Police: ‘Your bike’s been stolen - by us’

By Steve Farrell -

General news

 18 January 2010 16:57

Muddled police broke into an MCN reader’s garage, took his motorcycle, then contacted him to say they’d recovered it from thieves. 

Steve Hamer, 35, from Ystrad Mynach in Wales, was surprised when an officer told him his beloved Ducati 750 Supersport had been recovered in a raid.

Until that moment he’d had no idea it had been stolen. But he was even more surprised when police called back a few days later to admit the raid had been on his own lock-up, two miles from his home. 

It meant the huge holes in the lock-up door, which Hamer assumed were the work of the “thieves”, had actually been put there by officers.

Hamer, a training manager for a supermarket, explained: “On December 22 I got a note through my door asking me to ring an officer because my bike had been stolen.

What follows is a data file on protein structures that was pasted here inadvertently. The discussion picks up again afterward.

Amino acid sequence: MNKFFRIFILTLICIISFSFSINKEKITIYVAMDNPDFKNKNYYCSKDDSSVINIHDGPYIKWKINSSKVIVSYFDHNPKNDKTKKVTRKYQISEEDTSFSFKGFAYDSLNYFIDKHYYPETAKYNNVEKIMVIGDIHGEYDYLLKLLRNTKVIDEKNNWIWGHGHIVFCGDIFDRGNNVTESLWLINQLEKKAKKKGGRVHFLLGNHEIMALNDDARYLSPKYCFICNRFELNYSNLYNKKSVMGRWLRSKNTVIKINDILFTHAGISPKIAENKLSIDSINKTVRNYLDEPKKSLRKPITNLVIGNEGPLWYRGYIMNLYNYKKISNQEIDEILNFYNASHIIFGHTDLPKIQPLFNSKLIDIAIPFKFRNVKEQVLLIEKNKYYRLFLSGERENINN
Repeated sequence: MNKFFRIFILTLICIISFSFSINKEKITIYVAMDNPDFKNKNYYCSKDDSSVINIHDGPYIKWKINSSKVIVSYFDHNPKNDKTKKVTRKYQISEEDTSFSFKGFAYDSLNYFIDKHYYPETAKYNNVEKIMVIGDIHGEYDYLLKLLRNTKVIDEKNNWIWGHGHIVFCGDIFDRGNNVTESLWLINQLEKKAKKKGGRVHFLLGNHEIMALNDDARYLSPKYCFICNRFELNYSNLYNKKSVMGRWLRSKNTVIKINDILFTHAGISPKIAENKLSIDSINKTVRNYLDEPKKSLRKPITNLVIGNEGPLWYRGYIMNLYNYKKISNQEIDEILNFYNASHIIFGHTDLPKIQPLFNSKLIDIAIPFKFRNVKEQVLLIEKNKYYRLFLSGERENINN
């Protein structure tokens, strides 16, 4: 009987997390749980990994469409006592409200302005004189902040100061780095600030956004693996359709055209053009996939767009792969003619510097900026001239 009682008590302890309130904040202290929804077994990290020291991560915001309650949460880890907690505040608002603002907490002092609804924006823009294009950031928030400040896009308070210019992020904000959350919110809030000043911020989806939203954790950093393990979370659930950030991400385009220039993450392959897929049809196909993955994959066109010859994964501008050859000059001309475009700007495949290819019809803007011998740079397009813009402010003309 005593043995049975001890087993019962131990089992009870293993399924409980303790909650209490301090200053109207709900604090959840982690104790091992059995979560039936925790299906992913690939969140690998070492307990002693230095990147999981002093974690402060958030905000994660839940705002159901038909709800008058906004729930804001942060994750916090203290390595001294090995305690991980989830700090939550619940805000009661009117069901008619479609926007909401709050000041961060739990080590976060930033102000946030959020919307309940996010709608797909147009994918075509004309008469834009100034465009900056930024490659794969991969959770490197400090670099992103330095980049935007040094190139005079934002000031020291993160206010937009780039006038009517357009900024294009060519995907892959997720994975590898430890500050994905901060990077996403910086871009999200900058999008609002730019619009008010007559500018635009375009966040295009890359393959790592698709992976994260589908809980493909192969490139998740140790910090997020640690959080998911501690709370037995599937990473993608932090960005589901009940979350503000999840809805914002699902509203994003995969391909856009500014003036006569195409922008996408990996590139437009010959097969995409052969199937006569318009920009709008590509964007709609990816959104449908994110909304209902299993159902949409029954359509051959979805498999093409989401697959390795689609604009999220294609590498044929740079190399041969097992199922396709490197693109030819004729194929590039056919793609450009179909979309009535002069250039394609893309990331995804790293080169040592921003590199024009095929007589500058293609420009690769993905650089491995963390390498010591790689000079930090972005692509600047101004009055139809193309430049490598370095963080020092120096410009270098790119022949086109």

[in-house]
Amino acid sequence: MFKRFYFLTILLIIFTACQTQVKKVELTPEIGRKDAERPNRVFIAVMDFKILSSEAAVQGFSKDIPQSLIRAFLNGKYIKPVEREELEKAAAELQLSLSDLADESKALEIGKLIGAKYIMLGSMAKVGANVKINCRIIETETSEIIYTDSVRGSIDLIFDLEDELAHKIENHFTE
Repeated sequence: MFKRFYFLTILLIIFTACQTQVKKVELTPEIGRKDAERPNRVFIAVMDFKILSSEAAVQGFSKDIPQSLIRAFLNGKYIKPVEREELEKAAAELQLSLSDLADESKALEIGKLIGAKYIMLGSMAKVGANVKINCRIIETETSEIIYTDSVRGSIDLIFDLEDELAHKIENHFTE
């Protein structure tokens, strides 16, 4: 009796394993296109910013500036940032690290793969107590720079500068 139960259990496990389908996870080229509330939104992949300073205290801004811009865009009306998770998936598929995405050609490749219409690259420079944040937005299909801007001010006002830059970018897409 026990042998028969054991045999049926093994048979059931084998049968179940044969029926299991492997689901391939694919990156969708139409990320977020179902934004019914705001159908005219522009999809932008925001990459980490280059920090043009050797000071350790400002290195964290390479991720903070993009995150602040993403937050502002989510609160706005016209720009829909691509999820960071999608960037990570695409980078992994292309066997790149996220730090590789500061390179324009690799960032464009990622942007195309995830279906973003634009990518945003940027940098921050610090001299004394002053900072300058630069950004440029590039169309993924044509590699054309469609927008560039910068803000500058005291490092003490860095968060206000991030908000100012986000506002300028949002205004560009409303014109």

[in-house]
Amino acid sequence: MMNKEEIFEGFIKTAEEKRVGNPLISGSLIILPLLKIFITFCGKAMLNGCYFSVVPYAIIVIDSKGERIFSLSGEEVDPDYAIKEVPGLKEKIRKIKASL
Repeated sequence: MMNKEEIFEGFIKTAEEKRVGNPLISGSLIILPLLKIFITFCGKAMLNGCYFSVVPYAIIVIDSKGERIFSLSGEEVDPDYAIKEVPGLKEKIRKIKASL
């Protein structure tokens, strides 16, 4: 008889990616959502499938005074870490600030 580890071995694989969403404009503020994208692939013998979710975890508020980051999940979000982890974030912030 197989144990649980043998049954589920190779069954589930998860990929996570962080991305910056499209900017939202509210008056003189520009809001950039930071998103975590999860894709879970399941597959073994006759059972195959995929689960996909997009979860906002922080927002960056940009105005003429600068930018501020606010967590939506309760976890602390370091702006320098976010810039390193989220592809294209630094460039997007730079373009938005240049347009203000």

"When I did, I was told: ‘But the good news is we raided a property this morning and recovered it.’

“The officer asked me when I’d seen it last and I gave him the address of my lock-up but the penny apparently didn’t drop.

“I spent Christmas believing my bike had been stolen and wondering what state it was in but not able to collect it because of inches of snow and my busy work schedule over the period.

“Then I got another phone call and an officer said: ‘It looks like we’ve made a mistake. We’ve just been through the logs and found that it was your lock-up we took the bike from.”

According to Hamer, the only explanation Gwent Police have offered for the cock-up is that they were acting on an “anonymous tip-off” the garage contained stolen property.

“What worries me is that they went ahead and raided it apparently without investigating first,” he said.

A force spokesman said: “Gwent Police was acting on intelligence gathered when executing the warrant and has since made every effort to minimise disruption to the owner whilst ensuring the security and safe return of the vehicle."

Read how Hamer was told he must pay to get his bike back in MCN’s January 13 issue.